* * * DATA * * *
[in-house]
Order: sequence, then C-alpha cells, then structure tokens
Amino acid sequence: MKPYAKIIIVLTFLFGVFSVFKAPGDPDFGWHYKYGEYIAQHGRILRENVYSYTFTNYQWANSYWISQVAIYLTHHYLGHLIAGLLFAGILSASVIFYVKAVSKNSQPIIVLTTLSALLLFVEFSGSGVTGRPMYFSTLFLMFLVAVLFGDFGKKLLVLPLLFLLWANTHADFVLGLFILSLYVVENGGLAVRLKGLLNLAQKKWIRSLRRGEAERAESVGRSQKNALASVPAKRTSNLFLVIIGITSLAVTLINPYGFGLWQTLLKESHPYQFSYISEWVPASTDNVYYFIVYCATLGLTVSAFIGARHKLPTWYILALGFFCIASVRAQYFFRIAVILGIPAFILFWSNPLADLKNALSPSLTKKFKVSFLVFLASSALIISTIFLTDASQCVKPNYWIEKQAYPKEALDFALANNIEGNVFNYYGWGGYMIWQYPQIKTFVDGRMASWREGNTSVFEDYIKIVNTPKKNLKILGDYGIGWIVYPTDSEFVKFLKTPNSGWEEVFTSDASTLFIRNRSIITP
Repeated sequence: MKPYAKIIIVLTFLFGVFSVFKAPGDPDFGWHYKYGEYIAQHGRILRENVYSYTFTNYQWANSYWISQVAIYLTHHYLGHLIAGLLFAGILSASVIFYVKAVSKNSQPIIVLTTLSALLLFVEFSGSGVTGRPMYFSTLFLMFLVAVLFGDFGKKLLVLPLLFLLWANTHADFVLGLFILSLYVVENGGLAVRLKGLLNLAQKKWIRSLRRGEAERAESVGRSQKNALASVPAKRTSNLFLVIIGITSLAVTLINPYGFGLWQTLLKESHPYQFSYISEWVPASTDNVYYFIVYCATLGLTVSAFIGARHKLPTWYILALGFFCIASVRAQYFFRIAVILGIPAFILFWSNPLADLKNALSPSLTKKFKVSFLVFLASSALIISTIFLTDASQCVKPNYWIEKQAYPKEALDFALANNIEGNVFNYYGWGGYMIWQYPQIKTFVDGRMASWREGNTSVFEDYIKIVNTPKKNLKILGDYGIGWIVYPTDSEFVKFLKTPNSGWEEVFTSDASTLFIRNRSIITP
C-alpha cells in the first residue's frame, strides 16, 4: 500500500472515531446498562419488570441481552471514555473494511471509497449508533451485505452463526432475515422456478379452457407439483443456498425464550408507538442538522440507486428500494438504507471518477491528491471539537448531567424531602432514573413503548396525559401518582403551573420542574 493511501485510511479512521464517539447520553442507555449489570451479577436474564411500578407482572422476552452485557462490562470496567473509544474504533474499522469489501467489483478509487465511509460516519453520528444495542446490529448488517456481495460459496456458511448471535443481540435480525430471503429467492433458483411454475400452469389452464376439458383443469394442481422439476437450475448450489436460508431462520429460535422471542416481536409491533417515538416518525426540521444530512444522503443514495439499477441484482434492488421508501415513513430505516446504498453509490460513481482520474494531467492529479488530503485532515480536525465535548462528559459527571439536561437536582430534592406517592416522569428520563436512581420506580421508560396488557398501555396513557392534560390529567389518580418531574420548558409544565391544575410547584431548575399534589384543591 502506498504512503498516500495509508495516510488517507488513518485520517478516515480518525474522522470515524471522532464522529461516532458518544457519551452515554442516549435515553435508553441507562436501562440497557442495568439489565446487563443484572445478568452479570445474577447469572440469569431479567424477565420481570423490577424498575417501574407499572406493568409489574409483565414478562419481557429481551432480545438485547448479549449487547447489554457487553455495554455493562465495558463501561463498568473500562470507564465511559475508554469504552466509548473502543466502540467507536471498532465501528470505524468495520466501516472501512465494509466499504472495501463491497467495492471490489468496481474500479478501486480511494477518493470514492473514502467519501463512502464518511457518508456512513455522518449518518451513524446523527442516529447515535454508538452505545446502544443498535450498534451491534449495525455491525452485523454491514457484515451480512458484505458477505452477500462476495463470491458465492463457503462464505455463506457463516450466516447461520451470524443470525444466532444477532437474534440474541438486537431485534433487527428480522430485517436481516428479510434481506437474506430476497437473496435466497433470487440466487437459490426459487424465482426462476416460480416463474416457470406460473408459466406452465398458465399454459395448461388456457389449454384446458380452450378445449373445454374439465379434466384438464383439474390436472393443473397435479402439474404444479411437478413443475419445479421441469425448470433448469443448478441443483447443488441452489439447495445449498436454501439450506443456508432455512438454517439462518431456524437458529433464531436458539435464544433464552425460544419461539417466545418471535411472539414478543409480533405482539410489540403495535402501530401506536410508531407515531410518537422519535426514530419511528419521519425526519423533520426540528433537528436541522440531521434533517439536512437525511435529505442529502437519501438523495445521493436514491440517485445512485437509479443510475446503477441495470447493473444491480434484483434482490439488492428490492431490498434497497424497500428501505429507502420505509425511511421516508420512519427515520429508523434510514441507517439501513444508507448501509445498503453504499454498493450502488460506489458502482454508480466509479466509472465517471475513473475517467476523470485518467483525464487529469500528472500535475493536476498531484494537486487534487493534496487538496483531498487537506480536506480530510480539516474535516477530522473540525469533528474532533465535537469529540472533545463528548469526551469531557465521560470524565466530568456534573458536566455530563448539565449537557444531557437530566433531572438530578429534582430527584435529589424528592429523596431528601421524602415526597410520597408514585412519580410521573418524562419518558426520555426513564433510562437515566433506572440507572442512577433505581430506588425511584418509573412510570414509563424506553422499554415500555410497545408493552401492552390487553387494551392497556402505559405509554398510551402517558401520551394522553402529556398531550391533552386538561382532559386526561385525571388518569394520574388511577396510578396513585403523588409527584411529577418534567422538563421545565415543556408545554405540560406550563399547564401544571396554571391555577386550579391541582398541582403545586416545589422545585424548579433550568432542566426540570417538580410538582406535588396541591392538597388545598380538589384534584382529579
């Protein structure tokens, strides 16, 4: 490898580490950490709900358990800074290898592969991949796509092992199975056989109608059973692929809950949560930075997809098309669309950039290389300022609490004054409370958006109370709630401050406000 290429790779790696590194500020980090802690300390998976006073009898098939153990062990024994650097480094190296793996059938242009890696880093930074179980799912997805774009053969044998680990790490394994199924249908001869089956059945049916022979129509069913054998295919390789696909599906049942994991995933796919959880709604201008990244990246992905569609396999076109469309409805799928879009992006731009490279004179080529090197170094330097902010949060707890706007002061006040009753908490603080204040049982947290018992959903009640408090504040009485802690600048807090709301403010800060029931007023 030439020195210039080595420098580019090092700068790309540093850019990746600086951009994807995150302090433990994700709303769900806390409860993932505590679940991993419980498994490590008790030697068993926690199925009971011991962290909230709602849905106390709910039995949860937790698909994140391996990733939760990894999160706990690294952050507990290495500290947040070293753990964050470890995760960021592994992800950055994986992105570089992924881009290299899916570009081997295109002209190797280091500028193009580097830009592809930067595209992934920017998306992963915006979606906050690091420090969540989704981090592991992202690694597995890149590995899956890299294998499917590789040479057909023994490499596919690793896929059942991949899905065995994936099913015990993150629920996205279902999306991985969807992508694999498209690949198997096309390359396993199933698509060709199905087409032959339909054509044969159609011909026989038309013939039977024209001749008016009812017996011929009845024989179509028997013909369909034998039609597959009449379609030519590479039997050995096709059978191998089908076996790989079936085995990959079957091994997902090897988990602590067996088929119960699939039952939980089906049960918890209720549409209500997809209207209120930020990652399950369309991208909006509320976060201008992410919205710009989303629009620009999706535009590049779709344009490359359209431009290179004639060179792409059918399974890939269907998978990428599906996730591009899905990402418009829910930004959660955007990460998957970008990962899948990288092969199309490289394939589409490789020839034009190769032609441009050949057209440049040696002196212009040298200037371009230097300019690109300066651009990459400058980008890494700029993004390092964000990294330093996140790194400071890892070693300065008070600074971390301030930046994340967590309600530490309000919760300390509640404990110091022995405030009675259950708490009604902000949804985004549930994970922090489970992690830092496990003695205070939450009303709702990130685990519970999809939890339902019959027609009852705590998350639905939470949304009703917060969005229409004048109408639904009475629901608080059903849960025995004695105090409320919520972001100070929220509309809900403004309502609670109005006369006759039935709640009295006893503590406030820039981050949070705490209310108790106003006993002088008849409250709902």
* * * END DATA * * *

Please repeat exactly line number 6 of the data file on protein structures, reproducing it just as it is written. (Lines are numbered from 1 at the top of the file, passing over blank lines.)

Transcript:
């Protein structure tokens, strides 16, 4: 490898580490950490709900358990800074290898592969991949796509092992199975056989109608059973692929809950949560930075997809098309669309950039290389300022609490004054409370958006109370709630401050406000 290429790779790696590194500020980090802690300390998976006073009898098939153990062990024994650097480094190296793996059938242009890696880093930074179980799912997805774009053969044998680990790490394994199924249908001869089956059945049916022979129509069913054998295919390789696909599906049942994991995933796919959880709604201008990244990246992905569609396999076109469309409805799928879009992006731009490279004179080529090197170094330097902010949060707890706007002061006040009753908490603080204040049982947290018992959903009640408090504040009485802690600048807090709301403010800060029931007023 030439020195210039080595420098580019090092700068790309540093850019990746600086951009994807995150302090433990994700709303769900806390409860993932505590679940991993419980498994490590008790030697068993926690199925009971011991962290909230709602849905106390709910039995949860937790698909994140391996990733939760990894999160706990690294952050507990290495500290947040070293753990964050470890995760960021592994992800950055994986992105570089992924881009290299899916570009081997295109002209190797280091500028193009580097830009592809930067595209992934920017998306992963915006979606906050690091420090969540989704981090592991992202690694597995890149590995899956890299294998499917590789040479057909023994490499596919690793896929059942991949899905065995994936099913015990993150629920996205279902999306991985969807992508694999498209690949198997096309390359396993199933698509060709199905087409032959339909054509044969159609011909026989038309013939039977024209001749008016009812017996011929009845024989179509028997013909369909034998039609597959009449379609030519590479039997050995096709059978191998089908076996790989079936085995990959079957091994997902090897988990602590067996088929119960699939039952939980089906049960918890209720549409209500997809209207209120930020990652399950369309991208909006509320976060201008992410919205710009989303629009620009999706535009590049779709344009490359359209431009290179004639060179792409059918399974890939269907998978990428599906996730591009899905990402418009829910930004959660955007990460998957970008990962899948990288092969199309490289394939589409490789020839034009190769032609441009050949057209440049040696002196212009040298200037371009230097300019690109300066651009990459400058980008890494700029993004390092964000990294330093996140790194400071890892070693300065008070600074971390301030930046994340967590309600530490309000919760300390509640404990110091022995405030009675259950708490009604902000949804985004549930994970922090489970992690830092496990003695205070939450009303709702990130685990519970999809939890339902019959027609009852705590998350639905939470949304009703917060969005229409004048109408639904009475629901608080059903849960025995004695105090409320919520972001100070929220509309809900403004309502609670109005006369006759039935709640009295006893503590406030820039981050949070705490209310108790106003006993002088008849409250709902």